October 25, 2010 at 11:13 am | Report abuse |
    • baltimoreJoe

      "he went on to say..." Unfortunately Ellie we're all dreaming if we expect Americans to go on and read/listen to the 'rest of the story'. Huffington post and others aren't going to blog or post it and that's good enough for the left. I can't wait for gas to be $9 gallon like their prez wants. I'll be buying all the flat screen tv's, mowers, etc. they're selling as they fight to simply get to work. They are on a self-destructive path and best for us to just get off the tracks and watch the wreck.

      October 25, 2010 at 11:13 am | Report abuse |
  4. Barrie

    This is absolutely astounding! Liberals try to portray conservatives as intolerant and bigoted, yet the fire their own employee for daring to express an opinion that doesn't fit their politically correct mindset! These people are dolts of the first water!

    October 25, 2010 at 11:01 am | Report abuse |
  5. Satori

    Perhaps I've missed it, but why is no one pointing out the abject hypocrisy of NPR in its firing of Williams ostensibly for expressing opinions about controversial subjects? Such firebrand Progressives as Cokie Robers, Daniel Shorr, and Nina Totenburg routinely do (or did) spout highly offensive remarks in the direction of Republicans, conservatives, and anyone not signed onto the NRP agenda. Juan's firing isn't about being controversial – – it's about violating the NPR Progressive Creed and tipping the Politically Correct canoe. I will take great glee in seeing NPR investigated and defunded by the next Congress.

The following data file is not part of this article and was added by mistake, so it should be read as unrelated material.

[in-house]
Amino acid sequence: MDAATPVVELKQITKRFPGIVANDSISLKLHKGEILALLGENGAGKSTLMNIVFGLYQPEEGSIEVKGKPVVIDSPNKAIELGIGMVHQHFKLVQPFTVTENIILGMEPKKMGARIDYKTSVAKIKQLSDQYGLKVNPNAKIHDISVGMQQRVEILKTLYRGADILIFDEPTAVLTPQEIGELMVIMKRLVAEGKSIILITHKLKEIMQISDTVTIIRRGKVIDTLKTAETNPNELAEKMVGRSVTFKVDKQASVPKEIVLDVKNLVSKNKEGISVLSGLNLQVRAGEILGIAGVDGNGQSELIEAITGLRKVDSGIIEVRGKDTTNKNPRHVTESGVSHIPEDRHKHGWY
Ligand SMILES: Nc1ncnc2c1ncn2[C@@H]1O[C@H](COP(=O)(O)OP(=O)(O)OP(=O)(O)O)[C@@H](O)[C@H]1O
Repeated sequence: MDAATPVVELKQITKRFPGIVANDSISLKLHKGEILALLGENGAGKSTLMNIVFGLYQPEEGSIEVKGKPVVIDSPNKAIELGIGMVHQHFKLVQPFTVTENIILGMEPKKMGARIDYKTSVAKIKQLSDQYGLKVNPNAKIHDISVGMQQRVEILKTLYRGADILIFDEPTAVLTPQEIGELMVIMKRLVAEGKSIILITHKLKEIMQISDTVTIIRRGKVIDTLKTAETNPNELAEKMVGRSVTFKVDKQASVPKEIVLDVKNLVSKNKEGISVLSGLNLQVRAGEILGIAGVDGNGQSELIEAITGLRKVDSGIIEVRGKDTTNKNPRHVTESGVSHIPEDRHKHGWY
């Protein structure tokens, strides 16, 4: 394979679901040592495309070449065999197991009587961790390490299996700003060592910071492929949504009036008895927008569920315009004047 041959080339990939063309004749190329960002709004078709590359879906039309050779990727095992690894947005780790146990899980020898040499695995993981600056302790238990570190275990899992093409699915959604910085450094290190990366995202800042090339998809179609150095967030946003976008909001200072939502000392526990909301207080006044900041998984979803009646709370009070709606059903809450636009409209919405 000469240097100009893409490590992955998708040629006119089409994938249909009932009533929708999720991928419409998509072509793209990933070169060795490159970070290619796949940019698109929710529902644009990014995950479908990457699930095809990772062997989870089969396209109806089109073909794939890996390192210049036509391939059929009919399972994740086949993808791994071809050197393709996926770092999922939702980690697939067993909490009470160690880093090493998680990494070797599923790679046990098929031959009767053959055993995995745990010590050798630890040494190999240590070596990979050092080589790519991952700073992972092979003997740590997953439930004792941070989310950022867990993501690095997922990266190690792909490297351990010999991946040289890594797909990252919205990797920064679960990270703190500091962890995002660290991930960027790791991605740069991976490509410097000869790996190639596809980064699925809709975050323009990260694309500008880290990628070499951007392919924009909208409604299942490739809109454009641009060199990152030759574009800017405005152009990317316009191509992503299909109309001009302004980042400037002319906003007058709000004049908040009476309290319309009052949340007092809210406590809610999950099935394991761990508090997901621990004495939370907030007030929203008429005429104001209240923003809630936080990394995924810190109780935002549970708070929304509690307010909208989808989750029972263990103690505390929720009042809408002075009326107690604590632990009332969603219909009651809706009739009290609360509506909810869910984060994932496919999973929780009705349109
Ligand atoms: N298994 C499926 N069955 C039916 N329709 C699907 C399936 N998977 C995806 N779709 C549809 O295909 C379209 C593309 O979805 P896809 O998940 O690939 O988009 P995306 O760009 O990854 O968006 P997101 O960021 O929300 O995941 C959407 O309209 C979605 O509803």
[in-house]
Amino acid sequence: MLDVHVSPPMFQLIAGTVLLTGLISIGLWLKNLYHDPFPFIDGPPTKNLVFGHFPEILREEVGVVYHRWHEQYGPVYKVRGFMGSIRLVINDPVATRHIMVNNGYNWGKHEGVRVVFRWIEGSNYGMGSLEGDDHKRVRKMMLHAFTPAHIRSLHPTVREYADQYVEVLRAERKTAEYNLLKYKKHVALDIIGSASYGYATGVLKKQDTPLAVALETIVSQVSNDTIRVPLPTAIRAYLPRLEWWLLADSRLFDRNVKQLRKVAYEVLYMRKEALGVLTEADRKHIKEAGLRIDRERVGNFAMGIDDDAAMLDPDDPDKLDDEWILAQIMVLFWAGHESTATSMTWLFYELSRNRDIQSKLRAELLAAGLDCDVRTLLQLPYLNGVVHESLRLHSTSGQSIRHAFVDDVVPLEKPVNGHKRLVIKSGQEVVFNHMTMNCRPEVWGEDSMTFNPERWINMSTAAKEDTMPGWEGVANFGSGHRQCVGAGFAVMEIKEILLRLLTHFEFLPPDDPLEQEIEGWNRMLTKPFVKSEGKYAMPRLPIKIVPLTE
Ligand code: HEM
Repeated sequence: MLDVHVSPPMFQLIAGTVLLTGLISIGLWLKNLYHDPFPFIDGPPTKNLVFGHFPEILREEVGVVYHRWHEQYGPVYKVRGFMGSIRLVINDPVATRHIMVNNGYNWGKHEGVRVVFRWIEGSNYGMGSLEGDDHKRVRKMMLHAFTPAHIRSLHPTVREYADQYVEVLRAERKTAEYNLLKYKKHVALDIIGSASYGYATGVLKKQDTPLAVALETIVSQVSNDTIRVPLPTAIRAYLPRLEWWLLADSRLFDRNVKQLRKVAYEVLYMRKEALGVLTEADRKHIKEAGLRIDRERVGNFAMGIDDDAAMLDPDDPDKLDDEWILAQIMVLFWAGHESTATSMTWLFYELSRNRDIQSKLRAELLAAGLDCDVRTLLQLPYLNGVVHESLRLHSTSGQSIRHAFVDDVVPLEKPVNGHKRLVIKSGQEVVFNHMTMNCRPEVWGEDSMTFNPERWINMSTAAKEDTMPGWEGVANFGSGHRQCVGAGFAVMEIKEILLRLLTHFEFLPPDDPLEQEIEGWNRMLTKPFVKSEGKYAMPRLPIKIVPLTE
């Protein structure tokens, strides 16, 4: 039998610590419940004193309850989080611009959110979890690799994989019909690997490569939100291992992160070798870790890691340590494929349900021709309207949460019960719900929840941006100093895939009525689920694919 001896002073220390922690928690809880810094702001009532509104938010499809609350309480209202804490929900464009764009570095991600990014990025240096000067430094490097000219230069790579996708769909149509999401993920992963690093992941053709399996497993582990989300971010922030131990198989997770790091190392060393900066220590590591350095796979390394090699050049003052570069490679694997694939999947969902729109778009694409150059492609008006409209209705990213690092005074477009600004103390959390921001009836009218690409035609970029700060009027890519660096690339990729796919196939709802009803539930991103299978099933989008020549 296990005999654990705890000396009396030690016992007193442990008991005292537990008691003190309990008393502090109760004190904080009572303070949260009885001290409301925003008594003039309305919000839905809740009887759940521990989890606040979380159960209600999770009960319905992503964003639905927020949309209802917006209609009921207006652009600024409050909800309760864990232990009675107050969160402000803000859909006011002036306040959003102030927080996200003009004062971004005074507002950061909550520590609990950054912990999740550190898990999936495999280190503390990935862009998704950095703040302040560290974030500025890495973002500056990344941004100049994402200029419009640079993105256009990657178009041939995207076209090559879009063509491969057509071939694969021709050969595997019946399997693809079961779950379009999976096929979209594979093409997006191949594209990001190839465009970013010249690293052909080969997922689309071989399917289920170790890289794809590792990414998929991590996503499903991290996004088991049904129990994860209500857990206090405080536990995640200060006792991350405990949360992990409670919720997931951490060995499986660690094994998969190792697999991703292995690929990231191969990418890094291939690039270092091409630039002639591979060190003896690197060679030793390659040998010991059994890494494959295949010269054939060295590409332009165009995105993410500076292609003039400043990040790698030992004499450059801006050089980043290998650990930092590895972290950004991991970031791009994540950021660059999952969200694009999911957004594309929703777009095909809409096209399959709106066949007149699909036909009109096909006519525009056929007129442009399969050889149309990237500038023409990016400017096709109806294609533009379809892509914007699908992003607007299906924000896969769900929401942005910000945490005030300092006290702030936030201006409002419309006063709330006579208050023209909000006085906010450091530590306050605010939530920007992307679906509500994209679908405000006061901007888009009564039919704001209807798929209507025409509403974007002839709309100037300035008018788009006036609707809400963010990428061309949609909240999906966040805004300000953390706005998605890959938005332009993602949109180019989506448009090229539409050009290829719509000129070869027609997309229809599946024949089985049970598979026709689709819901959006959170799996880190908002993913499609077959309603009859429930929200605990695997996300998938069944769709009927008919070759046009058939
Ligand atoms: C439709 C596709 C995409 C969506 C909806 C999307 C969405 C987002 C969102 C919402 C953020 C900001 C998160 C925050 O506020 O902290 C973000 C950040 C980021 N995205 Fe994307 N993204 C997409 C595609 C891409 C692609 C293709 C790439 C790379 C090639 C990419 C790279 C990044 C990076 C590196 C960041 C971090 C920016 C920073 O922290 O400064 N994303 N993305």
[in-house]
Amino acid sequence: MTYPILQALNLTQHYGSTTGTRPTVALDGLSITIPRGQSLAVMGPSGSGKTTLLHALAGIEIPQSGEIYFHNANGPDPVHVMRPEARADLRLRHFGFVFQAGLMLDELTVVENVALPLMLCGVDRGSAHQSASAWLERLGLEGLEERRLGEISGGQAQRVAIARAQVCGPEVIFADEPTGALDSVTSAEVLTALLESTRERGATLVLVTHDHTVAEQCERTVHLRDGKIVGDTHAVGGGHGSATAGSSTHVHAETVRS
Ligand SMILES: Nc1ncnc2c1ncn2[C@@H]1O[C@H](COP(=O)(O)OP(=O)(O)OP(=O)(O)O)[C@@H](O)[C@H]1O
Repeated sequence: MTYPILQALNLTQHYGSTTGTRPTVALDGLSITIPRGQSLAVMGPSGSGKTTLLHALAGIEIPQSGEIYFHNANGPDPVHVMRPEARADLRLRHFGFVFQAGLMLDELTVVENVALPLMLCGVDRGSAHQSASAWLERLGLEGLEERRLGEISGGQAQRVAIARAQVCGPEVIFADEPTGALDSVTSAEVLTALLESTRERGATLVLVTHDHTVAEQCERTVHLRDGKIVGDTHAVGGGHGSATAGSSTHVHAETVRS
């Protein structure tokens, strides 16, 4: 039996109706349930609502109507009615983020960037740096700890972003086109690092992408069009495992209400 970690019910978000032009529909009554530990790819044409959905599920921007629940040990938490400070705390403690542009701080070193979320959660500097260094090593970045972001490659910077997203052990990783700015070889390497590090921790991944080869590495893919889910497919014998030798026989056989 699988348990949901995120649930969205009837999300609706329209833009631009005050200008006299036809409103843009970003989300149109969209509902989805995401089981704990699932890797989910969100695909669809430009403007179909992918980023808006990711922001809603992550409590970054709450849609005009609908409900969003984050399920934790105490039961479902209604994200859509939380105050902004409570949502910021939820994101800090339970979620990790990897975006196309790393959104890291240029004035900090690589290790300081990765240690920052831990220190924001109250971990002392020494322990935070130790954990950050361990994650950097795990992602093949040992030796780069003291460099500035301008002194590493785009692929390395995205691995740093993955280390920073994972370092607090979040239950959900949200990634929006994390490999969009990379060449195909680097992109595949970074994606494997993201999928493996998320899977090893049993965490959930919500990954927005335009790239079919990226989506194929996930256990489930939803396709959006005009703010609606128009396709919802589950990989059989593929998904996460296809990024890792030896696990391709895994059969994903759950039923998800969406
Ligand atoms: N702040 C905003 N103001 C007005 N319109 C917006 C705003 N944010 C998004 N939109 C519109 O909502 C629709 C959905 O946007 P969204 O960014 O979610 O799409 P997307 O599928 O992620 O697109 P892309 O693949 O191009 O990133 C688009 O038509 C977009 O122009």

October 25, 2010 at 11:01 am | Report abuse |
  6. Mike

    Both Juan Williams and NPR are getting TONS of publicity from this, money is rolling in from people being polarized (it doesn't really matter what side you take or why, just that you take a side), and you all are miscegenations of lemmings and hillbillys.

    October 25, 2010 at 11:01 am | Report abuse |
  7. Jay

    Oh look, folks who have never donated to NRP will withhold their donations again. 😀 And FYI most of NPRs funding comes from private donations. As a matter of fact 98%. Also, NPR is not affiliated with PBS. Two different beasties.

    October 25, 2010 at 11:01 am | Report abuse |
  8. steve

    To deny that NPR leans way to the left would be like denying Fox News leans way to the right. The firing of Juan Williams is simply a case of political correctness overtaking common sense.

    October 25, 2010 at 11:01 am | Report abuse |
  9. John

    Will – name calling does not make for an effective argument. Did you think her news conference was one conducted professionally? Why should tax payers fund media outlets? Make an argument.